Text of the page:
With a majority of Americans lacking full confidence that they will have enough money to retire comfortably, according to research from the Employee Benefit Research Institute, finding an affordable city in which to spend their later years is a top priority for many.
WalletHub recently published a report that ranked cities on a spectrum from the most to the least desirable places where retirees’ dollars go farther without sacrificing quality of life.
The study found a stark contrast between the best and worst places to retire in terms of not only money but also access to health care, safety, ways to spend leisure time and more.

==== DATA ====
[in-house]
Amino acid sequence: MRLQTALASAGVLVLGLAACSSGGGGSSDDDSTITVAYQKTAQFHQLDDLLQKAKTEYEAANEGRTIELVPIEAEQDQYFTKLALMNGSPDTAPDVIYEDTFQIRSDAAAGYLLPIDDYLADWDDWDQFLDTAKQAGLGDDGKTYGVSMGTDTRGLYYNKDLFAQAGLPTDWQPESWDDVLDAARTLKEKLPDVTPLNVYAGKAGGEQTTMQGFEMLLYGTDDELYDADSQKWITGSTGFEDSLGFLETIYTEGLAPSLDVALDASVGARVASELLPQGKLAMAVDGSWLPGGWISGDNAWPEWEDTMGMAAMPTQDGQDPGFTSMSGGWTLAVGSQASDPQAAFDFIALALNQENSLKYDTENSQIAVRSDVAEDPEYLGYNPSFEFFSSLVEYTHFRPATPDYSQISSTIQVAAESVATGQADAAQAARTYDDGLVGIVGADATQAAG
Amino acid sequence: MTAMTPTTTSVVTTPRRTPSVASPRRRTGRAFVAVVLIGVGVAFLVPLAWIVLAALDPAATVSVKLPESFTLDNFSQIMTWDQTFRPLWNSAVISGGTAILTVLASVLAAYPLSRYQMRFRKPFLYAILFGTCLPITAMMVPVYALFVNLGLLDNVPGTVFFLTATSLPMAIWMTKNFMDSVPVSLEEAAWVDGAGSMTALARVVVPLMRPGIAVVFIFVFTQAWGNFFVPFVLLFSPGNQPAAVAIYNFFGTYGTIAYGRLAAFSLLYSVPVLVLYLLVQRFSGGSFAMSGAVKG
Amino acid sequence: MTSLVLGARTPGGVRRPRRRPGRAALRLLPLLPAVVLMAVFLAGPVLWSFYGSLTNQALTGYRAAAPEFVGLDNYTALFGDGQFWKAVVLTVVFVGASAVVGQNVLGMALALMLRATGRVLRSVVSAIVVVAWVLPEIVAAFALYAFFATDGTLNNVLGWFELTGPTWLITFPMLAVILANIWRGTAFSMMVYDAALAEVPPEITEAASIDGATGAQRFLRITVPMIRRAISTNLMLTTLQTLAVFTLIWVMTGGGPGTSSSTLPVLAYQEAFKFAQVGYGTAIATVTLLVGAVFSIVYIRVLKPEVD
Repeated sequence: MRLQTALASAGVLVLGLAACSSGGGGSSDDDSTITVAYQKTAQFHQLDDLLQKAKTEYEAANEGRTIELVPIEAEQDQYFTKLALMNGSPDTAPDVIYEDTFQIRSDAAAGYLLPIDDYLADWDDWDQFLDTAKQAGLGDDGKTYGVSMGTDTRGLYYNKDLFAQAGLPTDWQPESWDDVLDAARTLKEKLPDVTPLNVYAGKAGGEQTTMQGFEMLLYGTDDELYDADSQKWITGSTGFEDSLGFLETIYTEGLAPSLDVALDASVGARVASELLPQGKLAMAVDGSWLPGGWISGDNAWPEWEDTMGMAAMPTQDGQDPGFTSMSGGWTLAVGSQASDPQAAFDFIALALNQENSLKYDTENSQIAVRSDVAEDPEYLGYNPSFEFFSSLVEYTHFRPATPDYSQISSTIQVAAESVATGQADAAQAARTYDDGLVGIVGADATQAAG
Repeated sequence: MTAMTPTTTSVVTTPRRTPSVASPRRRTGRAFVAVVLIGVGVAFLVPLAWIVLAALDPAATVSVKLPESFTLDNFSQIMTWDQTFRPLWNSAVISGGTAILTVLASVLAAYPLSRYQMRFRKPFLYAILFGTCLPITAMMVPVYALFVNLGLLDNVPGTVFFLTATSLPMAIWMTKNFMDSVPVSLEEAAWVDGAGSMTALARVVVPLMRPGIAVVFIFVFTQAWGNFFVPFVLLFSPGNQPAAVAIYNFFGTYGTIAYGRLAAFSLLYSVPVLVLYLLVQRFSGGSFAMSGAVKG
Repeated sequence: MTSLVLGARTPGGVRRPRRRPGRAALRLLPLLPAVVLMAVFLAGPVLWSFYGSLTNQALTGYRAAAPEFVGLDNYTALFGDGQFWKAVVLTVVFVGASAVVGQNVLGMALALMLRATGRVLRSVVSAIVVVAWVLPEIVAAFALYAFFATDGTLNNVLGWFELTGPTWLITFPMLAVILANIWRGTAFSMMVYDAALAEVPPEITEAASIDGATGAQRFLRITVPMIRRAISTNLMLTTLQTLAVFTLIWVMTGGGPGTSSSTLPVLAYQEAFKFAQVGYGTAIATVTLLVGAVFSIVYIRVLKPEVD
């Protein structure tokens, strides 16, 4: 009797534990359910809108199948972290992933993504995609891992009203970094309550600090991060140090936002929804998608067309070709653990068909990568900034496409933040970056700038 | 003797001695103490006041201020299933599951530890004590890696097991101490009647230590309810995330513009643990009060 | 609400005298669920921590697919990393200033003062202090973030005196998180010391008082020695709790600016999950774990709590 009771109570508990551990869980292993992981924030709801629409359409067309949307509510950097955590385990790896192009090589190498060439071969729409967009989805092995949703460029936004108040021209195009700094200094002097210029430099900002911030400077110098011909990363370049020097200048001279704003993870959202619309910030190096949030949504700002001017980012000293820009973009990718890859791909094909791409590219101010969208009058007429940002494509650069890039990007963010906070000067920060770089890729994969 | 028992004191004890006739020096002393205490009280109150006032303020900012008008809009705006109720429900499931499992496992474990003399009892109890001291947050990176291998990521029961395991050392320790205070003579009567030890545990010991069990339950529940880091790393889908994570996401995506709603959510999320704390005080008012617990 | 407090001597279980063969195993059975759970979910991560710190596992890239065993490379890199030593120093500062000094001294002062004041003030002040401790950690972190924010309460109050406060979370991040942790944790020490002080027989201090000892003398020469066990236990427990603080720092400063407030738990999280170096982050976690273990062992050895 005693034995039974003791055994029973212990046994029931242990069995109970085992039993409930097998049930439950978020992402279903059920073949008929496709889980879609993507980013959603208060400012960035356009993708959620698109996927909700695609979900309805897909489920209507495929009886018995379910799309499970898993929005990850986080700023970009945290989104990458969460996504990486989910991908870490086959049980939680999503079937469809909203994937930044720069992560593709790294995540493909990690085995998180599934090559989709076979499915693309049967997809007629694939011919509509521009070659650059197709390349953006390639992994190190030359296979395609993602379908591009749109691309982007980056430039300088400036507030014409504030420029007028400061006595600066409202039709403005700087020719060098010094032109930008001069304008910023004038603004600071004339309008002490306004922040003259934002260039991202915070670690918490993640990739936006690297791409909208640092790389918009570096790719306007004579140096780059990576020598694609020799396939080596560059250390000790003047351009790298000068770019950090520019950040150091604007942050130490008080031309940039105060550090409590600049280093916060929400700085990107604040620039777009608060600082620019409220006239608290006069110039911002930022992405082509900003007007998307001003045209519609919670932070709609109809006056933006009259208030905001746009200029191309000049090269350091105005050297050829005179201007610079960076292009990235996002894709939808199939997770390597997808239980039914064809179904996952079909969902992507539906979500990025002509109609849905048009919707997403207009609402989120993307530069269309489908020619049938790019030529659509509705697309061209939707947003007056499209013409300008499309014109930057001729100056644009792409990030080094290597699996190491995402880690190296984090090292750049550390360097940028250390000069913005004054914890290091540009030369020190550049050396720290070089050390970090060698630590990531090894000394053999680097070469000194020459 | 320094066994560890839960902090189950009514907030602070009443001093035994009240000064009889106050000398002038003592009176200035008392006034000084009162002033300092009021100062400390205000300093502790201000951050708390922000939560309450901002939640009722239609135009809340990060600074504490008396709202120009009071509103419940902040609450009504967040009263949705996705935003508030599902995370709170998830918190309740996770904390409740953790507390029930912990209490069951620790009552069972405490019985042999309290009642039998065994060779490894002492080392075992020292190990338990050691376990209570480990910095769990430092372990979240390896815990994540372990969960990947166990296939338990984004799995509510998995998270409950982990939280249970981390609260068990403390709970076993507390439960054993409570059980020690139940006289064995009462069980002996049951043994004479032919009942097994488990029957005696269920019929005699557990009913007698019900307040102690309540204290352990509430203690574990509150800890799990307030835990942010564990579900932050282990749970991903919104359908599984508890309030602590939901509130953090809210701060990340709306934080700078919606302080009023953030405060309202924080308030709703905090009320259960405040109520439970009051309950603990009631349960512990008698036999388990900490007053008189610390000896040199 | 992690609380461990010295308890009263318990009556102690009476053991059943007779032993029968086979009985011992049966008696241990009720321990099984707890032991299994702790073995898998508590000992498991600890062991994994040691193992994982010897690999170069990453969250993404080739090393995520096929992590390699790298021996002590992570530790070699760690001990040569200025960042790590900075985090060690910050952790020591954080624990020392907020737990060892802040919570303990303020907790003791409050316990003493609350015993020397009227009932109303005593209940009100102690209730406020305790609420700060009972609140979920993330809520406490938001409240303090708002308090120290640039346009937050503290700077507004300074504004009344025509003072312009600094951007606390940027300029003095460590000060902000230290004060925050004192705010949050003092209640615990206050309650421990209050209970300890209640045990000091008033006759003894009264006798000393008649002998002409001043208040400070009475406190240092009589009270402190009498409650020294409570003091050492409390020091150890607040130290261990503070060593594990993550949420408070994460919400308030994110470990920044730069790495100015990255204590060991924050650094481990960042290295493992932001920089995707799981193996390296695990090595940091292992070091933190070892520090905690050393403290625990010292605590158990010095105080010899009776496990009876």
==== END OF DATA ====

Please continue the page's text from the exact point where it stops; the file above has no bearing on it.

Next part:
Researchers at the personal finance website examined 182 U.S. cities, including the 150 most-populated ones and at least two of the most-populated ones in each state.
They evaluated affordability, activities, quality of life and health care, using 46 metrics and grading each one on a 100-point scale, with 100 representing the most favorable conditions for retirement. They then determined each city’s weighted average across all metrics to calculate its overall score.
See the gallery for the 12 cities that ranked worst in the sample.